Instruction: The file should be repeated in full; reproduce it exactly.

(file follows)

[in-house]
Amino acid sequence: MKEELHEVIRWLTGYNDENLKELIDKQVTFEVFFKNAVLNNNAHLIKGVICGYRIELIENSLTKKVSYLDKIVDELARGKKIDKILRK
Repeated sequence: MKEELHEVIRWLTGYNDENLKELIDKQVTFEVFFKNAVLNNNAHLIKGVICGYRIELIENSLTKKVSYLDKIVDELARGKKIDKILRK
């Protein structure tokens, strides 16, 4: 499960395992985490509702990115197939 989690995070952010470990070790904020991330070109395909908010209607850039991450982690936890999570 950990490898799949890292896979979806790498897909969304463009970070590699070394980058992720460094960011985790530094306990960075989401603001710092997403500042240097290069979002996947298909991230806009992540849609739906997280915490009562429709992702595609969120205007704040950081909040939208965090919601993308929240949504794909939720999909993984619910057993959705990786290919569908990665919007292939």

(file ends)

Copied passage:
[in-house]
Amino acid sequence: MKEELHEVIRWLTGYNDENLKELIDKQVTFEVFFKNAVLNNNAHLIKGVICGYRIELIENSLTKKVSYLDKIVDELARGKKIDKILRK
Repeated sequence: MKEELHEVIRWLTGYNDENLKELIDKQVTFEVFFKNAVLNNNAHLIKGVICGYRIELIENSLTKKVSYLDKIVDELARGKKIDKILRK
């Protein structure tokens, strides 16, 4: 499960395992985490509702990115197939 989690995070952010470990070790904020991330070109395909908010209607850039991450982690936890999570 950990490898799949890292896979979806790498897909969304463009970070590699070394980058992720460094960011985790530094306990960075989401603001710092997403500042240097290069979002996947298909991230806009992540849609739906997280915490009562429709992702595609969120205007704040950081909040939208965090919601993308929240949504794909939720999909993984619910057993959705990786290919569908990665919007292939």